The head of the General Accounting Office said yesterday that his agency will ask the Justice Department to consider whether conflict-of-interest laws were violated in connection with a proposed policy to "standardize" computers bought for military purposes.
Comptroller General Charles A. Bowsher told a House hearing that a GAO investigation showed that seven of the 11 members of a Pentagon advisory task force that endorsed the policy had "financial interests in one or more of the firms" that have contracts with the Army, Navy or Air Force for the new computers. The government would own the designs of the computers.
He said that implementation of the policy, which Defense Secretary Caspar W. Weinberger has endorsed, could shift billions of dollars of contracts from computer firms that compete in the marketplace to military suppliers with "little or no commercially oriented computer capability."
The GAO chief testified that five task force members had financial interests in contractors working on the standardized designs, and two had interests in these suppliers as well as in commercially oriented firms. In a further breakdown, he said that two received salaries, two got consulting fees, one owned stock, and two got salaries from and owned stock in at least one firm.
Several task force members reached Wednesday said there was no impropriety involved in their actions. The Department of Defense has declined to comment.
Bowsher did not identify any company or any one on the task force, which was created last August by the Defense Science Board, the Pentagon's highest-ranking advisory body. The DSB acted at the request of Richard D. DeLauer, undersecretary of defense for research and engineering. Until he went to the Pentagon in the spring of 1981, he was a DSB member and an executive vice president and director of TRW Inc., a leading aerospace contractor.
Rep. Jack Brooks (D-Tex.), chairman of the House Government Operations national security subcommittee, said at the hearing that DeLauer and H. Mark Grove, who works for DeLauer and is the DSB's executive secretary, "picked out all of the members" of the task force.
Brooks charged that the proposed policy would "guarantee a weakened defense capability" and harm the "advanced and highly productive" computer industry. Bowsher, in a letter to Brooks, said that, "The more significant appearances of conflicts of interest are raised by the two members who received salaries from one of the Army's advance development contractors."
Several government sources familiar with the investigation said that only TRW had two representatives on the task force: John G. Weber, who was at the company's military electronics division in San Diego until last month, and Barry W. Boehm, of TRW's defense and space systems group in Redondo Beach, Calif. Weber said Wednesday that he had no conflict of interest. Boehm could not be reached for comment.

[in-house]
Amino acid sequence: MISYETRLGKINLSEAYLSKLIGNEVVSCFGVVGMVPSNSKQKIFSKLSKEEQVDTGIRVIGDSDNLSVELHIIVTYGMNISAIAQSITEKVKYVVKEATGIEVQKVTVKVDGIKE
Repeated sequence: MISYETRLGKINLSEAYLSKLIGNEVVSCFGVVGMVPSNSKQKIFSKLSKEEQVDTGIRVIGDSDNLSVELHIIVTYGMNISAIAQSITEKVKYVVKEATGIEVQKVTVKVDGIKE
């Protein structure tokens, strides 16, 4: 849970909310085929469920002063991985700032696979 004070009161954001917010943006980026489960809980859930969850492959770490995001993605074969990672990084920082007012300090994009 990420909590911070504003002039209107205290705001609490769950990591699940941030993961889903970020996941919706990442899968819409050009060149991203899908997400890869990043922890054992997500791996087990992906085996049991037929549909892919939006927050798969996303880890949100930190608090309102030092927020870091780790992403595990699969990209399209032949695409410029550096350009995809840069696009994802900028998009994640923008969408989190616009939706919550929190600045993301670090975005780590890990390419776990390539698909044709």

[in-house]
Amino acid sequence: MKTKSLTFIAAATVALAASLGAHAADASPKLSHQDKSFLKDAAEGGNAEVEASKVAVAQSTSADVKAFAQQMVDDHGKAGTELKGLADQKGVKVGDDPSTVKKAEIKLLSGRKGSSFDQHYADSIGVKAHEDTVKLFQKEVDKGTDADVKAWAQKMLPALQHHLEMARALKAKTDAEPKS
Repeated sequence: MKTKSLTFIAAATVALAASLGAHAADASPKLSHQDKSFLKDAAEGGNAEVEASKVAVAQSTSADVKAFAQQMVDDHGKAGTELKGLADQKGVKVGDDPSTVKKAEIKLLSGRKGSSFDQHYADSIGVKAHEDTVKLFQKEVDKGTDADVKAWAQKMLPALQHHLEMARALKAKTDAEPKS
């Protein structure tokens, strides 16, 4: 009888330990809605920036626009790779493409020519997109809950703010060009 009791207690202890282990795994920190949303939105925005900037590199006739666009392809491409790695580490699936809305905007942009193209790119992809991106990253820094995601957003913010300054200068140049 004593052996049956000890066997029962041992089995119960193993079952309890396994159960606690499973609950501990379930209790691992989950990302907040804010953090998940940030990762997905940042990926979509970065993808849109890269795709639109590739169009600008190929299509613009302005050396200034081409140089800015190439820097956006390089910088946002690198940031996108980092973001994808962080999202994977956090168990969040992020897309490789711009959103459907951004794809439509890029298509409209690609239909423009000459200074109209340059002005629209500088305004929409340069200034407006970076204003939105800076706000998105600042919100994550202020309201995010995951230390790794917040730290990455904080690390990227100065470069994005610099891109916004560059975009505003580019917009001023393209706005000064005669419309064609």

According to public records, a TRW and General Electric Co. joint venture, RCA, and Raytheon Corp. have Army contracts for development of an advanced computer. A government source said one of the three ultimately will be chosen to come up with a design for billions of dollars worth of military computers.
A TRW spokesman said Wednesday that the company "has no plans in the next several years" to start making standardized military computers.
Bowsher also testified that because of "the tilt of task force membership toward interests that support the proposed policy," its conclusions "cannot reasonably be looked upon as having been objectively reached, irrespective of the merits of those policies."
He said that the Pentagon required task force members, as "special employes," to submit financial disclosure forms, but that it did not review and approve all of the forms in a timely manner. Two members submitted the forms "after the task force had finished its deliberations," he said. Bowsher based his testimony about the appearance of conflicts on the information provided on these forms.
GAO investigators interviewed officials of 23 computer firms and trade associations that filed statements with the Pentagon on the proposed new policy. Eight of the 13 officials who commented on the makeup of the task force said it was unbalanced; nine of 14 who commented on the task force's use of the statements said they believed they were ignored. Of those nine, Bowsher said, five "believed the task force made its decision before receiving their comments."
Bowsher testified that his primary concern was that the panel was not "balanced" as required by law, and that he believed there is no shortage of unbiased computer experts that the Pentagon could have chosen for the task force.
A few weeks ago, Norman R. Augustine, chairman of the DSB and president of Martin-Marietta's aerospace subsidiary in Denver, asked Joseph H. Sherick, the Pentagon official responsible for review and oversight, to review what Sherick termed "allegations of conflicts of interest" among DSB and task force members. Sherick indicated that the review will be completed next month.
Brooks said the subcommittee requested that Augustine testify, but he did not reply. "Inexcusable," said Rep. Frank Horton (N.Y.), the subcommittee's senior Republican.
Weinberger offered to send Mark Grove to testify for the Pentagon. But Brooks rejected the idea, saying that top Pentagon officials and Augustine are the ones to explain what he termed "improper actions" in the Pentagon and the DSB.